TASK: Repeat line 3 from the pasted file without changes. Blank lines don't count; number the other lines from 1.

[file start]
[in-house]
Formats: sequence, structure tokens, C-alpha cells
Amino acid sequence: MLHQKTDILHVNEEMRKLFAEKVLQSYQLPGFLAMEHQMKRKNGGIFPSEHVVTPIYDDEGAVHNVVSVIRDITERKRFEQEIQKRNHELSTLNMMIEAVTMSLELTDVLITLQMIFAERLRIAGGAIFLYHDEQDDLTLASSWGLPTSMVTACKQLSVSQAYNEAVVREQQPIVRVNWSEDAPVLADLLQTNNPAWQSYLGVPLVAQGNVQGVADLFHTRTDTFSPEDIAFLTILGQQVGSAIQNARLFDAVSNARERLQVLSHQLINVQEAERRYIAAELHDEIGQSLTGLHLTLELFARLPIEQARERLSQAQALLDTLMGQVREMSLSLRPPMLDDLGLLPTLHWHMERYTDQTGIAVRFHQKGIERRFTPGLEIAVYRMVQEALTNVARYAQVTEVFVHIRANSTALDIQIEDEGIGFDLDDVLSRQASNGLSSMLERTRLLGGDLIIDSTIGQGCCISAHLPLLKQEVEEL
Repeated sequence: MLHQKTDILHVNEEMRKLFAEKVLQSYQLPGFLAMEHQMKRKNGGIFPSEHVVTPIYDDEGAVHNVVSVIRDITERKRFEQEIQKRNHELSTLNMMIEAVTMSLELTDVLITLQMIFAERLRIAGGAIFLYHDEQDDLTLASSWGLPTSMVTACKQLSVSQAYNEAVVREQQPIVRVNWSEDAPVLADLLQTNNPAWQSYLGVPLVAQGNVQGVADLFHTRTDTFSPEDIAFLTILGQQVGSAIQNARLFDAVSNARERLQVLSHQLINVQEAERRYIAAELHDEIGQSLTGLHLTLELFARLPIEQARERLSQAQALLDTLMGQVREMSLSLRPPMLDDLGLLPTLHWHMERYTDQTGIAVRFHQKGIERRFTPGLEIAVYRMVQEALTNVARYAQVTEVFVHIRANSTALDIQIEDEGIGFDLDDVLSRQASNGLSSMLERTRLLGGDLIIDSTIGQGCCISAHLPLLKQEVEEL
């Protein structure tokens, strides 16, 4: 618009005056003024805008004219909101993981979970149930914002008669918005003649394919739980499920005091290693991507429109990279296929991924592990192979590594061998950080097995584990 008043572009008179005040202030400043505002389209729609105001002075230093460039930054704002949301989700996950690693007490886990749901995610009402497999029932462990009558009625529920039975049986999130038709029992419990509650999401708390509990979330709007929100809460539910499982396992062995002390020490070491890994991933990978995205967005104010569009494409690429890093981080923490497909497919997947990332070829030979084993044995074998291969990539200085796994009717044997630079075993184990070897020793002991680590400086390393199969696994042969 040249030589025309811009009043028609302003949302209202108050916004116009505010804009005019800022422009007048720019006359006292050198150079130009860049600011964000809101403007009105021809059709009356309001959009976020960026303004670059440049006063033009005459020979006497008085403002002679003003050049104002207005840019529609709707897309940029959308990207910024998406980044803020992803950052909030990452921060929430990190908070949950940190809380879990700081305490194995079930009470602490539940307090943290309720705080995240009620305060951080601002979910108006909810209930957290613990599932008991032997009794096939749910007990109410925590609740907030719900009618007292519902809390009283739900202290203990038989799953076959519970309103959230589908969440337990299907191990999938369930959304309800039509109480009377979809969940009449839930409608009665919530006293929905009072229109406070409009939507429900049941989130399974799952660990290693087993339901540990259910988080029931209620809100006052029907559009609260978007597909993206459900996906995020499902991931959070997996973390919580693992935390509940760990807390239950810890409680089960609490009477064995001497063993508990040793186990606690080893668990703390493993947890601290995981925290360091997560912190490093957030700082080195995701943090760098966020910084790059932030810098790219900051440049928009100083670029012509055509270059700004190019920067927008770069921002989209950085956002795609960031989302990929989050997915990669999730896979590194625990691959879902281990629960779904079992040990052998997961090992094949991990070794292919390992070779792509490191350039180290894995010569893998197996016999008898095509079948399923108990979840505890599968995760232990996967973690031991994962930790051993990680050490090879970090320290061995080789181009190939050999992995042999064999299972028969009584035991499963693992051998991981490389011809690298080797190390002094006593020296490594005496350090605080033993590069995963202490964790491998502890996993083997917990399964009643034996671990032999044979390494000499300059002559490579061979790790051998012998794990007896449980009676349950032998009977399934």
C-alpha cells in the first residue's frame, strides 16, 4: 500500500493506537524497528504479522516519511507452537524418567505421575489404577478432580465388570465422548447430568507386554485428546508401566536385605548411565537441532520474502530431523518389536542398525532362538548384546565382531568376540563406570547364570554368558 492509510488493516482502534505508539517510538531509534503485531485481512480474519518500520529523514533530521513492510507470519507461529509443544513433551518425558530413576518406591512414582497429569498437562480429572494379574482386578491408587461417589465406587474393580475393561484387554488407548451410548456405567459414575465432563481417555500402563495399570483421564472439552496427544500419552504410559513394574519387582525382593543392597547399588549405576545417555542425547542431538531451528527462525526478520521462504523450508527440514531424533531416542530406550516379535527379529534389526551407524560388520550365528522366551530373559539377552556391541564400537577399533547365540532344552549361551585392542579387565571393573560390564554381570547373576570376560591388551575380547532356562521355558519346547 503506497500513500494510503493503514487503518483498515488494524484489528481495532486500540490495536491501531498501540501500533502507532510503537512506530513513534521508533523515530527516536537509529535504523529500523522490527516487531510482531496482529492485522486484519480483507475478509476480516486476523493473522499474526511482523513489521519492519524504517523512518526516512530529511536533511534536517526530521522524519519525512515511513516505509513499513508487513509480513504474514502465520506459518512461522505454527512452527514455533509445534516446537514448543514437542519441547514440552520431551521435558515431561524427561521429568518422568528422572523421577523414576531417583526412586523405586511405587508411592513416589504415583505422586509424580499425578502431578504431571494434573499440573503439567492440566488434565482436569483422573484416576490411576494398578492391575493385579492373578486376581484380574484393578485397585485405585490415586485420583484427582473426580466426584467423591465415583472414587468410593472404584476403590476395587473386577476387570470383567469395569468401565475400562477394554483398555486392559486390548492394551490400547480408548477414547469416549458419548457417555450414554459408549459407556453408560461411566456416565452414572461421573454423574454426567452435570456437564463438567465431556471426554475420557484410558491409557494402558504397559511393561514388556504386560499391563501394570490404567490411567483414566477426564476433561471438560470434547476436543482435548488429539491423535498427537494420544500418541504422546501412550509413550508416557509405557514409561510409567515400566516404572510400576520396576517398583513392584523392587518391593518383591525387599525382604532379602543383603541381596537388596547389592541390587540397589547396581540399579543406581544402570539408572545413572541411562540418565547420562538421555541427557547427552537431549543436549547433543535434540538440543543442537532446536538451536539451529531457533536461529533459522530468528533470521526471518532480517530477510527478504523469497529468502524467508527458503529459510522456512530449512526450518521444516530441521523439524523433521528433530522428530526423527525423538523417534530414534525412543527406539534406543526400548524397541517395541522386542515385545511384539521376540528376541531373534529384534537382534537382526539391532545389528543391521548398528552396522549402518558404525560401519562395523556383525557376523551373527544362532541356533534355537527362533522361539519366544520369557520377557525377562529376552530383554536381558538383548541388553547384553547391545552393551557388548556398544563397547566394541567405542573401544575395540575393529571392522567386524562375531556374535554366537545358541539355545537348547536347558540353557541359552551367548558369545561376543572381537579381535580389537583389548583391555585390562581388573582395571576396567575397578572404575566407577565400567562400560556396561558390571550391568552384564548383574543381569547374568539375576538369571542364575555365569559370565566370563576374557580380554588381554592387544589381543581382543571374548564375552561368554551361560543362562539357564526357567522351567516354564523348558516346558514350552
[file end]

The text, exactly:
Amino acid sequence: MLHQKTDILHVNEEMRKLFAEKVLQSYQLPGFLAMEHQMKRKNGGIFPSEHVVTPIYDDEGAVHNVVSVIRDITERKRFEQEIQKRNHELSTLNMMIEAVTMSLELTDVLITLQMIFAERLRIAGGAIFLYHDEQDDLTLASSWGLPTSMVTACKQLSVSQAYNEAVVREQQPIVRVNWSEDAPVLADLLQTNNPAWQSYLGVPLVAQGNVQGVADLFHTRTDTFSPEDIAFLTILGQQVGSAIQNARLFDAVSNARERLQVLSHQLINVQEAERRYIAAELHDEIGQSLTGLHLTLELFARLPIEQARERLSQAQALLDTLMGQVREMSLSLRPPMLDDLGLLPTLHWHMERYTDQTGIAVRFHQKGIERRFTPGLEIAVYRMVQEALTNVARYAQVTEVFVHIRANSTALDIQIEDEGIGFDLDDVLSRQASNGLSSMLERTRLLGGDLIIDSTIGQGCCISAHLPLLKQEVEEL